In Messina, 65 years ago, the founding countries decided to “make” Europe (and the European Economic Community). After 65 years, perhaps the time has come to renew the dream. Vision’s paper proposes an approach, priorities and ten specific ideas that can fuel the debate – in Messina / Taormina and in the coming months – and promotes a new manifesto.

Here the new “Messina Manifesto”.

In the 18th Century, the construction of modern nation States found its powerful economic motivation and then legitimacy in the need to develop transportation infrastructures. Roads, railways, squares, and ports would allow factories to exchange goods so that they could specialize and increase productivity using the marvels of mechanization. Digital platforms are the equivalent of those infrastructures. They are the “pathways” through which services, goods, ideas, and relations are channelled in the 21st Century.

So far, though, Europe let its own future slip through its hands. A handful of private companies – some only recently made public in the US (and, as such, regulated by the SEC), others Chinese (and, as such, rigidly controlled by the Chinese Communist Party) – own the contemporary “infrastructure” we all use.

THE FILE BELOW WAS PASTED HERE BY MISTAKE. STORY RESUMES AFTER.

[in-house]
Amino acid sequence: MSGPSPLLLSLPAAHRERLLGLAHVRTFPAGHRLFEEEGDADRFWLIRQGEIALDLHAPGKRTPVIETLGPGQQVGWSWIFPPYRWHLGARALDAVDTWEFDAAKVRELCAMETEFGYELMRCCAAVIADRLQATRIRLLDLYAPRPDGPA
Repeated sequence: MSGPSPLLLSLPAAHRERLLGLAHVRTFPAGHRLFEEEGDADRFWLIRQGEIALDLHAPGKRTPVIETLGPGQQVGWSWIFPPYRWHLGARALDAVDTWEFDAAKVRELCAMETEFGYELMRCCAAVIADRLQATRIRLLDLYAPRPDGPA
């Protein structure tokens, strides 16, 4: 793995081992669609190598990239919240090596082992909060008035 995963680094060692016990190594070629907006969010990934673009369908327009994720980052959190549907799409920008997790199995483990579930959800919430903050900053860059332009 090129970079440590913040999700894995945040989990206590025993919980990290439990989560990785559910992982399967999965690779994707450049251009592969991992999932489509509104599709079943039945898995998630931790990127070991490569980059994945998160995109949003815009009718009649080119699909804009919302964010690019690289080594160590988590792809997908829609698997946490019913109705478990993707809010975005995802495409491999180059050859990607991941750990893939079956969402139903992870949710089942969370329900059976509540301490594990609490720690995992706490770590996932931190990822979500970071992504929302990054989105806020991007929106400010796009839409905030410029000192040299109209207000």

It is, thus, a question of state-of-the-art regulations and policies, but also of investments: both in new, public European platforms and in start-ups that will create services for those platforms. A top priority for Europe be fostering venture capital through close-end funds to be created as partnerships between States and the financial operators with the skills to provide support and foresight to new companies.

The conclusions of the Working Group were redacted by Francesco Lapenta, Carlos Moedas, Paola Bonomo, Alfio Puglisi, Elvira Terranova.

Here the conclusions of the Working Group

The immigration crisis had exposed much before the COVID19 emergency the enormous (political) costs that half integration, half-hearted unions can have: technically speaking, an area of free circulation of people without a common immigration rule, common customs (and a strict coordination of the responses to confront emergencies like an epidemic coming from a third country and crossing borders) is unstable and exposed to fragmentation.

The same applies, in fact, to the other pillars of the European project, the common market, as well as to the Monetary Union. The bet of an entire generation of European leader (starting from JACQUES DELORS) was that asymmetric, incomplete integrations were supposed to create the political pressure towards their completion (or, at least, this was). That bet seems to not have worked.